In Thomas Jefferson's second term as president, he set his sights on the acquisition of Florida. Still in the possession of Spain, its acquisition would unfetter American expansion to the south and remove another foreign presence from the continent. In other words, its acquisition would complete the process begun by the 1803 Louisiana Purchase.
In Jefferson's mind, the two projects—Louisiana and Florida—were united. In fact, it seems likely that Jefferson approached this second-term foreign policy challenge hoping and expecting to repeat the success of his recent Louisiana transaction. Everything just seemed to fall into place in that deal. The gods—or rather, as Jefferson might have put it, the progressive and rational course of history—seemed to be on his side. The acquisition of Florida represented a slightly different challenge, but why should he not succeed here, as well? Unfortunately for Jefferson, Spain proved less compliant than France. Florida was not particularly valuable to Spain in and of itself. But Spain feared surrendering the peninsula to the United States, placing the expansionist Americans that much closer to much more valuable Spanish holdings in the Caribbean—most importantly, Cuba. Spain thus refused to deal when Jefferson sent James Monroe to attempt to purchase the territory in 1804.
In the wake of Spain's refusal to deal, Jefferson mulled his options. Military conquest would be relatively easy. Spain could not possibly resist an American invasion of Florida; she was, by the turn of the nineteenth century, a tired old empire and one governed from more than 3,000 miles away. But Napoleon's France, a much more formidable power, was a Spanish ally, and Jefferson worried about how Napoleon might respond to American aggression in Florida. Therefore, Jefferson also explored a second option. The United States could cozy up to France and try to cut a deal. France was anxious to secure American support in its war with Britain. If the United States pledged its support, perhaps France could convince Spain to sell Florida.It was a tough call, dependent largely on an even tougher reading of European affairs—or more precisely, a reading of the Napoleonic Wars between France and Britain. Who was winning? Which side did we most need to fear? Which side did we most need to court? And since we were trading with both, how might each choice affect American commerce? Jefferson pondered these questions through the first half of 1805—and then opted for the military invasion. France would be angry (to say nothing of Spain) but Jefferson believed France needed American ships more than Britain did, and could not afford to react too harshly.
Jefferson's reasoning made some sense. But unfortunately for Jefferson, just as he readied for the invasion, beginning to mobilize the army and preparing the public for war by publishing anti-Spanish articles in the Republican papers, Britain announced a dramatic change in its maritime policy. Britain's recognition of American neutral shipping rights would terminate as of July 1805. From that point forward, American ships transporting the goods of Britain's enemies should expect to be intercepted by the Royal Navy and their cargoes seized.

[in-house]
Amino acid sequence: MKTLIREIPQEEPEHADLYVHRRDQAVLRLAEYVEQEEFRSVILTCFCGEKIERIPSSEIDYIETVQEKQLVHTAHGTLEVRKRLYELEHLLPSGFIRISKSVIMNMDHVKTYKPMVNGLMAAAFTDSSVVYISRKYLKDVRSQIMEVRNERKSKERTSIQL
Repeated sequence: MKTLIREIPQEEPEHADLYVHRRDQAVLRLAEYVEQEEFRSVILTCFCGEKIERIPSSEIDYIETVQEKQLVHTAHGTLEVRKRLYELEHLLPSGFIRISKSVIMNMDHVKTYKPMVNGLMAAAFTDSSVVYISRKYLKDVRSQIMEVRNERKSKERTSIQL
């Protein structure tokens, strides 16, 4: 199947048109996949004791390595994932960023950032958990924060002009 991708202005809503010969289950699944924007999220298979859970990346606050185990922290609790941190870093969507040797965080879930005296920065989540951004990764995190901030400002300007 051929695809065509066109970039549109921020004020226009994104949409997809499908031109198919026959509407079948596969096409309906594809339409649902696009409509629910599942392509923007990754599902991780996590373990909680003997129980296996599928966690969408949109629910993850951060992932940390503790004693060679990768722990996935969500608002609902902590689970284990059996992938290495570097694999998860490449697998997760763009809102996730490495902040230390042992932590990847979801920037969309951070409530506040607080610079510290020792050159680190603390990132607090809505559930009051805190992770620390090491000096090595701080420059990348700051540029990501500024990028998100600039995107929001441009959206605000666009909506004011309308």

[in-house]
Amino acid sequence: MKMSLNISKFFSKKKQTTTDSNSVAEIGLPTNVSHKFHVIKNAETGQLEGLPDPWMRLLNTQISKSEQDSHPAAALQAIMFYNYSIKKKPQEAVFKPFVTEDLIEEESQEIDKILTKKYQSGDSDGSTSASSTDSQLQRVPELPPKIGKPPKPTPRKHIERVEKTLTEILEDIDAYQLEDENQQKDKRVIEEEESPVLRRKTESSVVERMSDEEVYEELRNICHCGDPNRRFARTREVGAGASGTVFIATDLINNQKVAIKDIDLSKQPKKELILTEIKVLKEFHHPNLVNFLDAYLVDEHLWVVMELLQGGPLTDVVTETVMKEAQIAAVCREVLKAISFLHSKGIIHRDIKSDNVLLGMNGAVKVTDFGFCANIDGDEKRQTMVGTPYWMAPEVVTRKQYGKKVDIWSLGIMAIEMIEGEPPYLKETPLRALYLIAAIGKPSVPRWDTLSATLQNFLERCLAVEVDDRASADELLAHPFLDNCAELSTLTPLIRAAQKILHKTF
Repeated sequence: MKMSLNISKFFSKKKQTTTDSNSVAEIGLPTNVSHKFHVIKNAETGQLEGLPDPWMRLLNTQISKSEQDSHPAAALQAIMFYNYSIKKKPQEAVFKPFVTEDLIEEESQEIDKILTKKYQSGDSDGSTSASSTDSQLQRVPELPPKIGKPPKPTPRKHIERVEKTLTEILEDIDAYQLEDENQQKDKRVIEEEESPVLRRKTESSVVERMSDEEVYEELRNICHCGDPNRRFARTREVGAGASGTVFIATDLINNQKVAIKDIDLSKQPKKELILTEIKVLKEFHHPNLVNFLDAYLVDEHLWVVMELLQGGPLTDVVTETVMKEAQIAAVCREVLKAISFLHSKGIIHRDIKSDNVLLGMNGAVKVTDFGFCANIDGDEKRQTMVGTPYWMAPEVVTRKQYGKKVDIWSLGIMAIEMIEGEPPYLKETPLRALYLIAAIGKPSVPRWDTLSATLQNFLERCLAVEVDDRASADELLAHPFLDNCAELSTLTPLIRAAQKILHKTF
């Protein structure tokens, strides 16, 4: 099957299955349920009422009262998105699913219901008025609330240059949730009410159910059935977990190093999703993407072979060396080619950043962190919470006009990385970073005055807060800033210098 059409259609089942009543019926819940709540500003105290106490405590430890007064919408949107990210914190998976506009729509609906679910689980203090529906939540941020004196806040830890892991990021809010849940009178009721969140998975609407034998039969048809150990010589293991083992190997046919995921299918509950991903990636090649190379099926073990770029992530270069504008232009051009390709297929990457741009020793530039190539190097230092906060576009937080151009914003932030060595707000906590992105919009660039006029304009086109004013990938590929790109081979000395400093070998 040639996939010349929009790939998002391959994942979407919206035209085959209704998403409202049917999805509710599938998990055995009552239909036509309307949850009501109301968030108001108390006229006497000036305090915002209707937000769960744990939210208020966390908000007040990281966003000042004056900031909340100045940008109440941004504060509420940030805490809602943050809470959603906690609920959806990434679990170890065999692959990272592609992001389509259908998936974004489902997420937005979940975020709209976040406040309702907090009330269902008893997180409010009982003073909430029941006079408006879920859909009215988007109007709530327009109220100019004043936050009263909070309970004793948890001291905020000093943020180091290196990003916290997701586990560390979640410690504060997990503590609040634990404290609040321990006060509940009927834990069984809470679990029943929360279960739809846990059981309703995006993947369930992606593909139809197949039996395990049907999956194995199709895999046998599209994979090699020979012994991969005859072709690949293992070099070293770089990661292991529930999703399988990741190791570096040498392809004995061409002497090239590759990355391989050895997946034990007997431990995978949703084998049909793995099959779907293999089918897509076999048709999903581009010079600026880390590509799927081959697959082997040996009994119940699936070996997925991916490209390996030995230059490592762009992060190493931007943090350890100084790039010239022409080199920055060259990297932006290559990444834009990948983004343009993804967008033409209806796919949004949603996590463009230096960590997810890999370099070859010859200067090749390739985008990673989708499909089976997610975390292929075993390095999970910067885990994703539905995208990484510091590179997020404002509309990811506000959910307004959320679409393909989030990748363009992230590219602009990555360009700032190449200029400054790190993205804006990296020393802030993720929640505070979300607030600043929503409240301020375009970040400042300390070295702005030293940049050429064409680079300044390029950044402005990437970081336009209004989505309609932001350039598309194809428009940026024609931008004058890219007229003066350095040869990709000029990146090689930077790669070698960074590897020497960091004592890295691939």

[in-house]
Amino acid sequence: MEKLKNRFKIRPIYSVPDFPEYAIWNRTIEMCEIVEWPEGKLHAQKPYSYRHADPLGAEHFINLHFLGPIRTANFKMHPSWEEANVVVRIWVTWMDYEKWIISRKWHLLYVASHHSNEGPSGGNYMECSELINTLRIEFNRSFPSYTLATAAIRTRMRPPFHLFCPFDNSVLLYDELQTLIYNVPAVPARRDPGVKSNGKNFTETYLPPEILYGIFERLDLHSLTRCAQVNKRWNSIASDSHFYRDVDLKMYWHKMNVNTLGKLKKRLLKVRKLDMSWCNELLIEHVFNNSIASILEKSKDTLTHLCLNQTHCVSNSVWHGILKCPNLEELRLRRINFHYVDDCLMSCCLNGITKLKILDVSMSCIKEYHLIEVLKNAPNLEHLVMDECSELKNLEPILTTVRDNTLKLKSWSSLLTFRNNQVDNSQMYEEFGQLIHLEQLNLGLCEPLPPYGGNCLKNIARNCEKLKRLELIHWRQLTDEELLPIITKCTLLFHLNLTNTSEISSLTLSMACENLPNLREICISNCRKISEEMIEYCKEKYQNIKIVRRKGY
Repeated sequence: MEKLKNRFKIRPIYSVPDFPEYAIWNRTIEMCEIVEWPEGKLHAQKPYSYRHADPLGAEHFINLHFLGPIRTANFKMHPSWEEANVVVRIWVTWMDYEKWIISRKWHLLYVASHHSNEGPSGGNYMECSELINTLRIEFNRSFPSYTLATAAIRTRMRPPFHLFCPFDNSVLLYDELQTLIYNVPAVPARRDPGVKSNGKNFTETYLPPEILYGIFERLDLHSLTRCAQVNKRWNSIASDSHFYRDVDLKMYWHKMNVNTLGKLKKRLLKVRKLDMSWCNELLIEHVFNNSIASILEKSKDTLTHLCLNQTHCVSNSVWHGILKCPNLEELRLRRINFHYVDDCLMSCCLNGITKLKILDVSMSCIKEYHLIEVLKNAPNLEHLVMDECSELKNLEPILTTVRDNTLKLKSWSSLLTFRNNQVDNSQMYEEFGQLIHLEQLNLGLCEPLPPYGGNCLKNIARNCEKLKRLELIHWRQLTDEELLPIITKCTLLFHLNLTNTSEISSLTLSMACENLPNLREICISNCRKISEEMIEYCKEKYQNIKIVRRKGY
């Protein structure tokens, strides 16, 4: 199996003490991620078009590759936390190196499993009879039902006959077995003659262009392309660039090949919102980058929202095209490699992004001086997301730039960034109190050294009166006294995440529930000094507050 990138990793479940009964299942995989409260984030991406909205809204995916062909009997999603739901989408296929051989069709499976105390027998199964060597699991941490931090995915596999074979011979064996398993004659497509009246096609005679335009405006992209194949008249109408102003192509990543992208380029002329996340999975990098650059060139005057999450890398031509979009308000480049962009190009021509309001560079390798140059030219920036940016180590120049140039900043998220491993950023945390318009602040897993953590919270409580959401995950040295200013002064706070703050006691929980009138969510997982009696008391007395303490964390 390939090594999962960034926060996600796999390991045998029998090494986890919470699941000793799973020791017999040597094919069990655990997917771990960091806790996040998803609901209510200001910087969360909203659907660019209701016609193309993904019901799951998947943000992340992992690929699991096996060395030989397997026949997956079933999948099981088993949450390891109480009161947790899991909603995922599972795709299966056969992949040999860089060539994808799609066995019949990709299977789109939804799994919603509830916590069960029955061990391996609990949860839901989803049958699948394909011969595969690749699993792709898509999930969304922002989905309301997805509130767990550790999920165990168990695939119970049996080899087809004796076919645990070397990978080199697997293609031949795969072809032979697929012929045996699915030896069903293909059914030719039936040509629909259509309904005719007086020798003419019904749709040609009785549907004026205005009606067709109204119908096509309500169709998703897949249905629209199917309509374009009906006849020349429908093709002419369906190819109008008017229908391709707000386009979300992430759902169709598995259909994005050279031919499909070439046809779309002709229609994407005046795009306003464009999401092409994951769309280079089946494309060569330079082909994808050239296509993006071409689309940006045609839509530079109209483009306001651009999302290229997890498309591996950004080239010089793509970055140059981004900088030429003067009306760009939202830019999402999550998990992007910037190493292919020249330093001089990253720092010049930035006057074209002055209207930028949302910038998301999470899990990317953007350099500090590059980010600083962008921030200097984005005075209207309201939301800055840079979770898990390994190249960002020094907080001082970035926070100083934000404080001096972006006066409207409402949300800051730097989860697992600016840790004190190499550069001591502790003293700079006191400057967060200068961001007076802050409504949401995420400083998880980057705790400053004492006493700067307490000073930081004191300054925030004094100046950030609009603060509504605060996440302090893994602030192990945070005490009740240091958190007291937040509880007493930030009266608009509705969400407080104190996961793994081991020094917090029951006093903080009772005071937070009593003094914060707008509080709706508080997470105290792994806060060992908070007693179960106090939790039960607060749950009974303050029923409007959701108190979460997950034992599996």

This left Jefferson in a quandary. Here he was about to launch an attack against France just as England signaled a more hostile maritime policy. If not careful, the United States could find itself diplomatically isolated, considered an enemy of both France and Britain. So Jefferson changed his mind and his policy. In the fall of 1805, he decided to go with the second option—rather than attacking Florida, he would cozy up to the French, offering them assistance in their war with Britain in return for France's pledge to bring Spain to the table. (In the end, it would take until 1819 for Florida to officially become American territory.) In the shorter term, of course, Jefferson's decision was sure to anger the British—but Anglo-American hostilities seemed to be increasing, anyway. And while the French navy was not as strong as that of the British, it could offer the United States some protection on the seas.
Again, Jefferson's reasoning made some sense. But what Jefferson did not see coming was the Battle of Trafalgar. On 21 October 1805, British warships engaged the French and Spanish fleets in one of the largest and most consequential naval battles in history. Roughly 70 ships and 4,000 men clashed off the coast of Spain, and the day ended with the British crushing their enemies. The Spanish armada would never recover, and in the wake of Trafalgar, the French would largely abandon the sea to concentrate on the development of their continental army. As a result, Britain would "rule the waves" for the next century. It was the worst possible moment for Thomas Jefferson to have just announced a hostile hard-line policy against British maritime harassment.